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Who Could Benefit From an IRA Charitable Rollover?

Posted by Michael D. Machen, CPA, CVA on Dec 21, 2017 11:18:46 AM


iStock-813786668-431476-edited.jpgConsider contributing your "Required Minimum Distribution" (RMD) to a charity. It’s called the charitable IRA rollover. It’s a tax planning strategy for donors giving anywhere from $100 to $100,000 that was made a permanent part of the tax law in 2016. Now, with the big changes in the tax cuts bill, it makes this strategy even more relevant as millions of Americans will take the increased standard deduction and lose the incentive to itemize their taxes, including charitable deductions. 

Here’s how it works. Once you turn 70 ½, you must start taking “required minimum distributions” out of your traditional Individual Retirement Accounts. Normally, these distributions count as taxable income to you. However, you can elect to make gifts directly from your IRA to any public charity. These “charitable rollovers” count as part of your required minimum distribution, but aren’t taxable income to you. That’s a big benefit, particularly if, like most seniors, you don’t itemize deductions on your individual tax returns.

If you don’t itemize deductions, the rollover is a clear tax win. Even if you do itemize, it can save you more tax than taking the IRA distribution into income and then donating it. By lowering your AGI, the charitable rollover may keep other income from being subject to the 3.8% net investment income tax, for example. Other possible advantages of a lower AGI include possible reduction of taxable social security and increase the deductible portion of medical expense itemized deduction.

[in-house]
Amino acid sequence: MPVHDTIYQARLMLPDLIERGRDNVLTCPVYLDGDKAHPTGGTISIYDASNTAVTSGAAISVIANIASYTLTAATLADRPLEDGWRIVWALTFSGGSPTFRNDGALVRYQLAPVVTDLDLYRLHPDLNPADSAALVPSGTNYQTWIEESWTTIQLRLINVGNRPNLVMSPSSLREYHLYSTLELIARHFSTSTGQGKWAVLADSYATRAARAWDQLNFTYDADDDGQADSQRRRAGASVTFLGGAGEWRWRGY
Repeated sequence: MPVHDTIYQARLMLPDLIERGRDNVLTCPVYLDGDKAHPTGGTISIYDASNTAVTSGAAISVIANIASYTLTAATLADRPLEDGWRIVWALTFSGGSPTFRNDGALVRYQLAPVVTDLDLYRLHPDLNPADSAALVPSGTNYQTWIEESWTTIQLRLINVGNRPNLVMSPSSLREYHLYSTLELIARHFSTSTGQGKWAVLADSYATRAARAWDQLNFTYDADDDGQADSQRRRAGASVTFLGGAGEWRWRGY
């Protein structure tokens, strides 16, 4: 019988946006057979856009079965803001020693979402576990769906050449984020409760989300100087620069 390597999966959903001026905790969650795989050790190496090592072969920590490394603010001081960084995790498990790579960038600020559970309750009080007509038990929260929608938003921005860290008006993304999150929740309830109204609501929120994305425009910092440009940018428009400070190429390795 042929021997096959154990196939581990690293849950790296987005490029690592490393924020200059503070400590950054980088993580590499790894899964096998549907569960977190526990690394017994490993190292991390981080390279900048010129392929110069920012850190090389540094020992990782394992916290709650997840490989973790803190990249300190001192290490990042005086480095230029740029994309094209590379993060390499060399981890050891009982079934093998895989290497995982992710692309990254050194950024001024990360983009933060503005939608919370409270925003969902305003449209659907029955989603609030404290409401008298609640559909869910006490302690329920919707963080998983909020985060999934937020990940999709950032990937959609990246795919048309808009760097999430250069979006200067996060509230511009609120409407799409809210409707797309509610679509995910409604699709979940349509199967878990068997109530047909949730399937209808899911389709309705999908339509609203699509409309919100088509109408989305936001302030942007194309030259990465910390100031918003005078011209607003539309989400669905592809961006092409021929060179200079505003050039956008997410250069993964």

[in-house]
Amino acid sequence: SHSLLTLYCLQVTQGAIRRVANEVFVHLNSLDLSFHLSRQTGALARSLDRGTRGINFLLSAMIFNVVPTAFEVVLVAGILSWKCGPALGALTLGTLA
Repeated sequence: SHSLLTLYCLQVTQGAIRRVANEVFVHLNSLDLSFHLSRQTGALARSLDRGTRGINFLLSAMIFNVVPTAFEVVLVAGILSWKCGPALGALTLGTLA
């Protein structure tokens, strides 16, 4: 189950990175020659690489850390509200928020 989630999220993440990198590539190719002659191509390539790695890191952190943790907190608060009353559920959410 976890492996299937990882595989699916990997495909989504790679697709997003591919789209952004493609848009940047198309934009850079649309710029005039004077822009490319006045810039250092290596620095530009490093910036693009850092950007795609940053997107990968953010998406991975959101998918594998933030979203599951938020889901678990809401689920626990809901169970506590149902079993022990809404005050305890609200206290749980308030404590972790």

Warning:  The check from your IRA must be made out to a charity---not to you. Call the financial institution that holds your IRA and inquire about its charitable rollover procedures. If you have check-writing privileges on your IRA, you can write a check off the account directly to the charity. Or you might have to fill out a simple distribution form, naming the charity recipient and specifying the dollar amount.

For more information about the above article or other individual tax saving strategies, contact Michael D. Machen, CPA, CVA at (334) 887-7022 or by leaving us a message below. 

Topics: Individual Tax

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